Author Topic: Celebrating the Winter Solstice  (Read 85515 times)

Offline Front-Ranger

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Re: Celebrating the Winter Solstice
« Reply #50 on: December 22, 2007, 11:09:25 am »
Let's take a short break from the scholarly discussion. Yule all come over to the Social Events Forum today to help celebrate this ancient festival, I hope!!


http://bettermost.net/forum/index.php/topic,15657.0.html
May 2019 be better for us all.

Offline Ellemeno

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Re: Celebrating the Winter Solstice
« Reply #51 on: December 23, 2007, 04:18:38 am »
Happy Solstice, everyone!

Here's a great holiday song:  Dar Williams singing "The Christians and the Pagans" live (3:19).



Gorgeous, Paul, sublime.  Thank you for introducing me to it.  It's only my second Dar Williams song, and it made me cry almost as much as my first one always does: The Babysitter's Here.

Offline David In Indy

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Re: Celebrating the Winter Solstice
« Reply #52 on: December 23, 2007, 04:24:54 am »
In the spirit of the Winter Solstice, I would like to offer the following....

(I did not write this, but I thought it was beautiful and it was within the spirit of the occasion...)



"I am the sun, I am Her son
I am the light renewed
I am the stag, I am the tree
The warrior in you
I give myself in death each fall
Returning in the spring
My birth comes near, to bring you light
The circle soon completes"
The circle soon completes

And at his sign the young men heaved
The log into the fire
The flames grew high and roaring loud
The light climbed to the stars
The warmth and heat filled all who came
To marvel at the sight
They waited there impatiently
For dark to turn to light
Dark to turn to light

The three still stood, in silence there
The Goddess in their eyes
They looked at each and everyone
The Celts who'd gathered nigh
They raised their hands, they raised the song
They raised the cone of light
They called the sun back from the dark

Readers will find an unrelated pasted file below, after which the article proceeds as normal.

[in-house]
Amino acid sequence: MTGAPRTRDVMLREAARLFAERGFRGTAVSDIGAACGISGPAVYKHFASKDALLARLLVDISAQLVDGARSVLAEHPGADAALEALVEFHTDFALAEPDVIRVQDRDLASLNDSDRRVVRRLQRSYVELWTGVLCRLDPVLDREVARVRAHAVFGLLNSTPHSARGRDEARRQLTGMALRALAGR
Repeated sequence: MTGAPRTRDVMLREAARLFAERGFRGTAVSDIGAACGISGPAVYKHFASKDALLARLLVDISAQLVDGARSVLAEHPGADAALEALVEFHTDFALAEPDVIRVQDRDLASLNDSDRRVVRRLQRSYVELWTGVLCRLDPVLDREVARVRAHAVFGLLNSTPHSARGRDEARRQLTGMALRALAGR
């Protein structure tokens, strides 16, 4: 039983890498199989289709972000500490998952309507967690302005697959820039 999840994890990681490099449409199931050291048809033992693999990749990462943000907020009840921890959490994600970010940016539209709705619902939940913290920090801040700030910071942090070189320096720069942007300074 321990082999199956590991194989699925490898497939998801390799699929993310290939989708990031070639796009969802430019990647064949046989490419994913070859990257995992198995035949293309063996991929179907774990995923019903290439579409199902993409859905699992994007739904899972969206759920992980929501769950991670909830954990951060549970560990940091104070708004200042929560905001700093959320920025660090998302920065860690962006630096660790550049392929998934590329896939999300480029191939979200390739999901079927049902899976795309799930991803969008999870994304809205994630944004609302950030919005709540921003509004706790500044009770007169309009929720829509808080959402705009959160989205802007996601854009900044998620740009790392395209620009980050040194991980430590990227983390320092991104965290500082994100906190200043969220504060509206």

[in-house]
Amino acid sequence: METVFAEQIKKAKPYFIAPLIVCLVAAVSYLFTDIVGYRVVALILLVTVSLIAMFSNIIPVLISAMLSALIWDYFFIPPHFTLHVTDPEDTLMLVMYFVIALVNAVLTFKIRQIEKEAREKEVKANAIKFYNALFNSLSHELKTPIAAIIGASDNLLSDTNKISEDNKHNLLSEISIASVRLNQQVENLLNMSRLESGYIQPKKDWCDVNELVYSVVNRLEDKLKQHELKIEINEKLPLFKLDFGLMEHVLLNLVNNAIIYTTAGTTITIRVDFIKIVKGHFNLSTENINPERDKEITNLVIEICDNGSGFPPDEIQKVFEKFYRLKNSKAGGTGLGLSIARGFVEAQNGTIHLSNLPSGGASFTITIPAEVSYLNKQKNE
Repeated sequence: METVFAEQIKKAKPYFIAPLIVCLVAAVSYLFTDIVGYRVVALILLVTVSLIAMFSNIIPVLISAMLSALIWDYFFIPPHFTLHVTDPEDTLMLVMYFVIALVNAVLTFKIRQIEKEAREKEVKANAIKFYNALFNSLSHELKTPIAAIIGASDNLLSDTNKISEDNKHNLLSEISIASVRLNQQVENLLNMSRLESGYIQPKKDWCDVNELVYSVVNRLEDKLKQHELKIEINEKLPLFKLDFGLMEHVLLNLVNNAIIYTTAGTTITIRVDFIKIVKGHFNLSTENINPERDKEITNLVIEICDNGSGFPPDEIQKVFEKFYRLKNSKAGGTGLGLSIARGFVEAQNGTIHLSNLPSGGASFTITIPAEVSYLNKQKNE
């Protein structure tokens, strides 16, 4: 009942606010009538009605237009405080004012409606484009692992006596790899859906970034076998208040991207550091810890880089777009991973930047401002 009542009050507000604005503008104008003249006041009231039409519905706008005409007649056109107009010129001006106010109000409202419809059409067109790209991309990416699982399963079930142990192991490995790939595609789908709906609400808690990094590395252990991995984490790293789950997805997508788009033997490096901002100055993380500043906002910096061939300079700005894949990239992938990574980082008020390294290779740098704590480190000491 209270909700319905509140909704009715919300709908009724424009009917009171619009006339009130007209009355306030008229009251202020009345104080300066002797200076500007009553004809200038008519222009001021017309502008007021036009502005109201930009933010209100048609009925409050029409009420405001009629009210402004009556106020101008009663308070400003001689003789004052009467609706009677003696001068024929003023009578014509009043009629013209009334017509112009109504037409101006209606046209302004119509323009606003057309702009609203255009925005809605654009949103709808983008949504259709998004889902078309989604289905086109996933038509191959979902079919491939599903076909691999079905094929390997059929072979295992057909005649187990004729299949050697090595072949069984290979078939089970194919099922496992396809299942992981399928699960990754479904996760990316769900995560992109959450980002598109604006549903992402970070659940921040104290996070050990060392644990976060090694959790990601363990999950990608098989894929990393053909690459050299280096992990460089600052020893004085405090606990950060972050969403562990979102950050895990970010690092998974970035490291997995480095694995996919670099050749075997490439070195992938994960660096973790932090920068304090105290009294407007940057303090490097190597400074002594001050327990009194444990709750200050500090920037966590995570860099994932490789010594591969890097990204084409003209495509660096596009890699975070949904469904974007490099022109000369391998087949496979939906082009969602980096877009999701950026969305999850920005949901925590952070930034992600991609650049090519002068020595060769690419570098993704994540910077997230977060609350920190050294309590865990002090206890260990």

And brought the earth to life
They brought the earth to life

The people watched in wonder there
As the sun appeared
Over hills and over trees
The light was bright and clear
With gold and pink and red and rose
The morning sky was filled
The sun had come, returned to them
Through power of their will
Through power of their will

And with the dawn, the earth reborn
The people found their beds
The three, the priest their divine roles
And aspects they did shed
The wheel had turned through magic's call
The light had been renewed
In peaceful sleep, in loving arms
Their hope did spring anew
Our hope does spring anew

And so my friends, my story ends
I must bid you goodnight
And as I leave these words take heed
And carry all your life
Remember that the longest night
Will never stay to last
For light returns and fear is lost
And hope burns through the past
Hope burns through the past

Dogs have owners. Cats have staff.

Offline Front-Ranger

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Re: Celebrating the Winter Solstice
« Reply #53 on: January 02, 2008, 04:47:27 pm »
It's just 14 hours of driving flying, Kerry!! Hop on Qantas, you'll be here in two shakes of a lamb's tail!!

I'm enjoying the book Gay Witchcraft. It is chock full of rituals for any occasion. And stories, myths, etc. One that I liked was the story of the two kings of the Celts, the Oak King and the Holly King. The Oak King reigns in the waxing half of the year, and the Holly King reigns during the waning half. Like yin and yang, they are complementary and opposite. There are very fine rituals for the transfer of energy from the Oak King to the Holly King and vice versa.


Here's more information about the book Gay Witchcraft:

Author Penczak, Christopher. 
Title Gay witchcraft : empowering the tribe / Christopher Penczak.
Publisher York Beach, ME : Red Wheel/Weiser, 2003.
 
Awesome songs/poems, Paul and David!!


 
 
May 2019 be better for us all.

Offline Jeff Wrangler

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Re: Celebrating the Winter Solstice
« Reply #54 on: January 02, 2008, 07:59:30 pm »

The earliest known Christian writings are the epistles of Paul, composed between 48 and 58 A.D. Some of these are of doubted authenticity (and were even in antiquity), but the debate is too complex to summarize here.

Sure enough. The Lutheran liturgy in use in my childhood quoted the Words of Institution from I Corinthians. The authenticity of I Corinthians as a genuine letter of Paul is not in doubt--or it wasn't when I was in college, anyway.